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Archive for the ‘Newspaper & Headlines’ Category

Introducing Errol Flynn

24 May

    Hollywood Citizen News – Behold Them Minus Hokum by Peter Pry – December 1, 1934

    Errol Flynn, newly arrived Irish actor, will have to call out the police reserves for protection
    when the local gals discover that he is independently wealthy and doesn’t need to act for a living.
    Flynn has lots of that appeal too, and is a husky specimen. He hewed a fortune out of a gold mine in
    New Guinea, he represented Ireland as a boxer in the Olympic games of 1928, he has braved cannibals,
    is 25, and has never been married! He has only been acting for two years. And he refused the role
    of Oberon in A Midsummer’s Night Dream because he didn’t want to start his film career by
    playing the king of the fairies.

    Los Angeles Evening Express – Harrison Carroll – December 3, 1934

    Actors making their debut in Hollywood usually proceed cautiously. Not so, Errol Flynn,
    the 25-year-old Irishman signed by Warner Brothers. In his biography charge, which all
    newcomers are asked to fill out, Flynn gave some answers that made the boys eyes pop out.
    For one thing, he listed actors as his pet aversion. And there were some hotter ones but
    we can’t go into them.

    Flynn is 6 feet 2, weighs 180 pounds and his hands are calloused. He is a descendant of
    Fletcher Christian , of the crew of the famous British ship, the Bounty. He was once a
    pearl fisherman and he made a good stake for himself prospecting for gold in the heart of
    New Guinea. In 1928, he represented Ireland in the boxing events of the Olympic Games.

    And his description of Douglas Fairbanks Jr. will get a chuckle out of Hollywood. Young Doug,
    he says, has dveloped an Oxford accent so thick that it is hard for even English people to
    understand him.

    Los Angeles Examiner – Lloyd Pantages – January 29, 1935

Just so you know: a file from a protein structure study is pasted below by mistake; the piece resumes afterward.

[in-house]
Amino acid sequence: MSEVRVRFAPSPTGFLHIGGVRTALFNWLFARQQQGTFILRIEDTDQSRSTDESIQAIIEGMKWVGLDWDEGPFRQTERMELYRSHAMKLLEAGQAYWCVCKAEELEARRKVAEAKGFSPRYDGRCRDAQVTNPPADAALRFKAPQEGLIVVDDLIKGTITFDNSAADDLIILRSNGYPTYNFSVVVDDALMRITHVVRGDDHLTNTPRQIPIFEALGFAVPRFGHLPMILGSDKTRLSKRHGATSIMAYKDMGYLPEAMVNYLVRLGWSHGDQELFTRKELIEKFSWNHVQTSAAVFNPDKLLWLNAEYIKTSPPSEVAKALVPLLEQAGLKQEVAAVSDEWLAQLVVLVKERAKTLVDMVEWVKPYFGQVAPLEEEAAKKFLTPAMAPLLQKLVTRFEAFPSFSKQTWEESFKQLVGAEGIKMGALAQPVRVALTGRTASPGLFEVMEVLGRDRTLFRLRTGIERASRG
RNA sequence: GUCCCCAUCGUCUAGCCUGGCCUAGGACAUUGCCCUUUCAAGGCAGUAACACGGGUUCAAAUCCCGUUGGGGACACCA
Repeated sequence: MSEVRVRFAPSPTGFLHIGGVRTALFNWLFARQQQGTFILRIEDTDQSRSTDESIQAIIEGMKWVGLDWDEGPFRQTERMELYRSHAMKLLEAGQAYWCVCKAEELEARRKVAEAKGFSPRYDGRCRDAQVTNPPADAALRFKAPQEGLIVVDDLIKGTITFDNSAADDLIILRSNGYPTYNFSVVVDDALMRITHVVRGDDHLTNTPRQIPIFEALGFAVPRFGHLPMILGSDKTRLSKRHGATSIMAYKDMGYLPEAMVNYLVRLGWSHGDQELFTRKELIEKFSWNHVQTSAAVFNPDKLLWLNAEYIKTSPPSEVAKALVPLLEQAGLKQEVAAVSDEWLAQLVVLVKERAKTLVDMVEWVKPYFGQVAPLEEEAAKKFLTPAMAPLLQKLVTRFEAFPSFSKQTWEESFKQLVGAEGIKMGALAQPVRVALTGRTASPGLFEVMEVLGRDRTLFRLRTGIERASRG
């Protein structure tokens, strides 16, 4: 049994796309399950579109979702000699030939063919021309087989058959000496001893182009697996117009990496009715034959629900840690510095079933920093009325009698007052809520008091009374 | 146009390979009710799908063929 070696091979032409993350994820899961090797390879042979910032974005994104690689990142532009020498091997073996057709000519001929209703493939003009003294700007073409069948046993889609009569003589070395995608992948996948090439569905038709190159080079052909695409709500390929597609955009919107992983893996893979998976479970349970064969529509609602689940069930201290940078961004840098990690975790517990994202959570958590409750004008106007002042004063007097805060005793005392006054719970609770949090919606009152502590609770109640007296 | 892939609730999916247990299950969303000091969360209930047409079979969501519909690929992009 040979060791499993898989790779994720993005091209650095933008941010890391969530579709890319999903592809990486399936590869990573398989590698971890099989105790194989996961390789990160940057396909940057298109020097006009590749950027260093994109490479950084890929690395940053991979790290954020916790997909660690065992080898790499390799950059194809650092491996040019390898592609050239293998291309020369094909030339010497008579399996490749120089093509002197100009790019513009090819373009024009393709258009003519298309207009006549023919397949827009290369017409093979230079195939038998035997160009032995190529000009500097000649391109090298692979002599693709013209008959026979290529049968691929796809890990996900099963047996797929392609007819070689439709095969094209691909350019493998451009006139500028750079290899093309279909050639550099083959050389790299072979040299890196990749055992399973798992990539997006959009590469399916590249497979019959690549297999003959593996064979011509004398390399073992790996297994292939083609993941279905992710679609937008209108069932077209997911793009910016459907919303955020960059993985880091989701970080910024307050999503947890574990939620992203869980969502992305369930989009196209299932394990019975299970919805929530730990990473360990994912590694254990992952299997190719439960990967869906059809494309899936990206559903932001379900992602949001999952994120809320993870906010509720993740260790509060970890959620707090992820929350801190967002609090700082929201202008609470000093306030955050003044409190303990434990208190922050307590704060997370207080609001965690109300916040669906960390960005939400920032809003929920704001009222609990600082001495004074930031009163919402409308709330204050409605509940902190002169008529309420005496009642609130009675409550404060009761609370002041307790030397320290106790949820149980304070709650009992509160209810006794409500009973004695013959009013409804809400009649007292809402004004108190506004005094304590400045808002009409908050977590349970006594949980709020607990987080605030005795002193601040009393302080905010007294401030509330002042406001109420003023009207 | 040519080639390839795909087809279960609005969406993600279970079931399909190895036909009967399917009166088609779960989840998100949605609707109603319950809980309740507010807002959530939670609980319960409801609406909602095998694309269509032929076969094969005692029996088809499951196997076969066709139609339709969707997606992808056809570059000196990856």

Errol Flynn is not only a good looker, but a swell actor, so keep your eyes open for this gentleman.

    Los Angeles Evening Herald Express – Elizabeth Yeaman – February 5, 1935

    Despite the fact that Errol Flynn is an extremely handsome young Irishman and fairly bursting with
    personality, Warners have cast him as a murderer for his film debut here. He will be the villain in
    The Case of the Curious Bride, in which Warren Williams has the lead of the sleuthing attorney.

    Hollywood Citizen News – Elizabeth Yeaman – March 26, 1935

    Errol Flynn, the husky Irish actor at Warners, gets his second film assignment. He will be seen as a
    pirate with Robert Donat in Captain Blood. Now it is uncertain if Jean Muir will have the
    feminine lead.

    Tanikiu Tumas to King Karl Holmberg for the articles and Flynnspiration!

    — Gentleman Tim

     

Many Munns Ago

21 May
    Long ago but not far away (in a seaside hamlet known as
    Palm Beach) there dwelled a family of great size and prominence
    known as the Munns. The Munns clan was comprised of a
    “cornucopia of cousins” with last names like Astor, Biddle,
    Drexel, Pulitzer, Renssalaer, Spreckels, Vanderbilt and Wanamaker. (One of the renown Munn cousins was a nun, none other than St. Katherine Drexel.)

    The link, info and imagery below include a wealth of Munn shots
    and multiple Munn mansions.

    www.newyorksocialdiary.com…

    One of the illustrious Munns was Countess de Munn,
    and this brief story below is one of her most Flynntastic,
    written by the legendary Lloyd Pantages.

    ————

    Lloyd Pantages – Los Angeles Examiner I Cover – May 27, 1936

    The Countess De Munn started out to Hollywood
    with a South American wildcat as a present for
    ERROL FLYNN, but while walking it on the deck
    of her yacht the kitty jumped overboard and SANK.
    So FLYNNSIE is minus a zoo at the moment.

    ————

    — Gentleman Tim

     

— — Late for La Conga — — A Week in the Life of Flynn

19 May

Evening Herald Express – Harrison Carroll – May 16, 1938

Errol Flynn has wired for reservations at La Conga for the night of May 21.

ERROL FLYNN AIDS AMERICAN IN FIGHT
Los Angeles Examiner – May 17, 1938

Havana, May 17. Errol Flynn, Hollywood film actor, received the thanks today of an unidentified American he saved from serious injury during a fight in a night club here last night.

Fists, bottles and chairs were flying when Flynn intervened. The American who was involved escaped with a broken nose. Flynn was not hurt.

He was accompanied by his wife, who refused to take the matter seriously.

ERROL FLYNN, FRIENDS IN HAVANA CAFE FIGHT
Evening Herald Express – May 17, 1938

“I think this all so funny”, quoth Lili Damita, stage and screen beauty, who was a spectator while fists and bottles flew in a free-for-all-fight at the Eden Concert Night Club with Errol Flynn taking a prominent part in the fighting.